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6/20/2018 Talaq in J&K: on PDP-BJP split - The Hindu


Talaq in J&K: on PDP-BJP split
JUNE 20, 2018 00:02 IST
UPDATED: JUNE 19, 2018 23:06 IST

The BJP and the PDP can finally go back to being the polar opposites of each other

A marriage of convenience ends the moment a divorce becomes more convenient. In Jammu and Kashmir, the post-poll coalition of the
two polar opposites, the Bharatiya Janata Party and the Peoples Democratic Party, was never meant to coalesce into a credible pre-poll
alliance. But while the PDP would have been willing to wait till the Assembly election in 2020 before breaking ties, the BJP had its
compulsions for pulling out of the alliance before the Lok Sabha election next year. Both parties feed off the denominational divide, the BJP
depending on the Hindu vote bank in Jammu and the PDP on the Muslim vote bank in Kashmir. Neither party’s campaign rhetoric would
have appealed to the other’s support base. The divorce was thus foretold from the beginning: what was left to be decided was the most
opportune moment for separation. For the BJP, the controversy over the support extended by two of its Ministers to the accused in the
Kathua rape-and-murder case would have signalled that the alliance was no longer sustainable. A majority of its supporters in the Jammu
region were opposed to the case being pursued to its logical conclusion. But outside of Jammu, the BJP knew it could not be seen as
extending support to the accused. The withdrawal of the two Ministers from the J&K Cabinet did not go down well with the BJP’s rank and
file, which was beginning to feel the PDP was getting the better of the bargain. But breaking ties on the Kathua issue would have sent all the
wrong signals to the rest of the country, which was horrified at the brutal nature of the crime. So the BJP chose to wait.
The differences over whether or not to extend the cessation of operations against the militants announced for the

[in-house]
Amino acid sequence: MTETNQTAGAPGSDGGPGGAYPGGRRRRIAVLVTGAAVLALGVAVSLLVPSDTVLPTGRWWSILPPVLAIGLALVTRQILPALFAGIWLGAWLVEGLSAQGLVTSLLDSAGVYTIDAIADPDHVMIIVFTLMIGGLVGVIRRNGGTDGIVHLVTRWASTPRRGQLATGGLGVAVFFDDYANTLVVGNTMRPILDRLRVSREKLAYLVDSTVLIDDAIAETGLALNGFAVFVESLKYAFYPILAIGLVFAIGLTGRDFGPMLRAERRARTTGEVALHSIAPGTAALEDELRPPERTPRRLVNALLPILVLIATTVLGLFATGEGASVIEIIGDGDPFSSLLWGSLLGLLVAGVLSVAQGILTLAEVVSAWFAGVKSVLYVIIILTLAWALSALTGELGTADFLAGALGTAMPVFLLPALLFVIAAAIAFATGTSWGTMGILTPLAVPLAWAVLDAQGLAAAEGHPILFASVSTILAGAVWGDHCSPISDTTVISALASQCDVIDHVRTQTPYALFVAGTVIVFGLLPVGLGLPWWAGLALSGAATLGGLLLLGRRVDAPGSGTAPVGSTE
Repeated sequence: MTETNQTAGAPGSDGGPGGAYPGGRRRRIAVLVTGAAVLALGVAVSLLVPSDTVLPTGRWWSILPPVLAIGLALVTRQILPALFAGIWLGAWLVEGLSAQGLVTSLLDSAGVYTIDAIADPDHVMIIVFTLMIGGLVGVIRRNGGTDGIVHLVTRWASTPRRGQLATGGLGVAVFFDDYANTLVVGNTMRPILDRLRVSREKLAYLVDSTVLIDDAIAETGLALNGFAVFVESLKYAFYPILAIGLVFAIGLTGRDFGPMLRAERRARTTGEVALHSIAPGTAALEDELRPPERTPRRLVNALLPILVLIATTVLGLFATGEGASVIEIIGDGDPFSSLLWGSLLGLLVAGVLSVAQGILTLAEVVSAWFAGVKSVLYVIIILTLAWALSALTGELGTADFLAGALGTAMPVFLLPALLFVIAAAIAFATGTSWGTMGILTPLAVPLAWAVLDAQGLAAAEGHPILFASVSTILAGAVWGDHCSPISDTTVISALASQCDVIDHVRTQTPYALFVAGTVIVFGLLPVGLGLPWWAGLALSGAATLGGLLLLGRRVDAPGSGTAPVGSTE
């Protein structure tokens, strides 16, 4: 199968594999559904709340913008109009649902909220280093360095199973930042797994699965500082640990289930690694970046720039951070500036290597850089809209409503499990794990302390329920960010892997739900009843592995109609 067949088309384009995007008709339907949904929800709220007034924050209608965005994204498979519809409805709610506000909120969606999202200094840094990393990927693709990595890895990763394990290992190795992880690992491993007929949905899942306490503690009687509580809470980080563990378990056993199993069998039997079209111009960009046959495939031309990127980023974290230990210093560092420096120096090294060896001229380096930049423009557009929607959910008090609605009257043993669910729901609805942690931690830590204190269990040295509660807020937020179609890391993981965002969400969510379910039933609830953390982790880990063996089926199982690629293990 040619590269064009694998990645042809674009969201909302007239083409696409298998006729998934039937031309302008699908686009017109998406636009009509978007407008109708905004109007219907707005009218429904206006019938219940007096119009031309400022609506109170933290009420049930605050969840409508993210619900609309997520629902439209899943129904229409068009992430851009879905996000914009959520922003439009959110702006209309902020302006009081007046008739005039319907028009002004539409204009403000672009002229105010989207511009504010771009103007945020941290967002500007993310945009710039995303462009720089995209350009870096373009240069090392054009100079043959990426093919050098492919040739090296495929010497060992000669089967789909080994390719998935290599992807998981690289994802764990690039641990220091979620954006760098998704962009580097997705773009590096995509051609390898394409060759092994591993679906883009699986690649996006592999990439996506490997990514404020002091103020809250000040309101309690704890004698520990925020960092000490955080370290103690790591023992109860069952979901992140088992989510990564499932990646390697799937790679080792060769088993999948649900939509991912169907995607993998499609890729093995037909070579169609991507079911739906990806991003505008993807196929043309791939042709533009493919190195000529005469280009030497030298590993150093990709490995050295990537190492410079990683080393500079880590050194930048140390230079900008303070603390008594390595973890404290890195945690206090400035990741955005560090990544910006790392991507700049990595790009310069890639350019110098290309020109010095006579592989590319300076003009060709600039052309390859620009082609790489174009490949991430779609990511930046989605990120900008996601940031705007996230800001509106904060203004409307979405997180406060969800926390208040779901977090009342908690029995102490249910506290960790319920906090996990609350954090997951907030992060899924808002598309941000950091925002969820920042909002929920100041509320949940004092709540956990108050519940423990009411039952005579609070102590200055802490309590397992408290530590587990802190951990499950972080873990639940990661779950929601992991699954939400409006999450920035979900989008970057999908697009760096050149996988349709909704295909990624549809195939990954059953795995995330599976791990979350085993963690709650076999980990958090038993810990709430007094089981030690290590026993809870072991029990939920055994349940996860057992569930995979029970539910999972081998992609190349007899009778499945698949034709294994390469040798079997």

Ramzan month provided a fresh opportunity. While the PDP wanted the cessation of operations to continue so that it
could serve as a launch pad to talk with separatists about a political solution, the BJP saw it as no more than a respite
from stone-pelting in the Valley. In any case, with the Hurriyat showing absolutely no inclination to talk, and the
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militants targeting civilians and Army personnel in a continuing spiral of violence, there were arguments to the effect
that it was futile to extend the stay on Army operations. Given how the numbers stack up in the J&K Assembly, an
alternative government without the BJP will need the PDP, the National Conference and the Congress to come together
— a possibility that is, to understate the point, somewhat remote. The PDP and the NC are political rivals in the Valley,
fighting for the same political constituency. A coalition would be fraught with political risks for both. The 2014 verdict was a fractured
mandate, one that reflected the fragmented polity of a State torn asunder by violence. Another election may not guarantee political stability,
but it remains the only way to test the popular will of the people in this roiled State.
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Printable version | Jun 21, 2018 12:38:13 AM |
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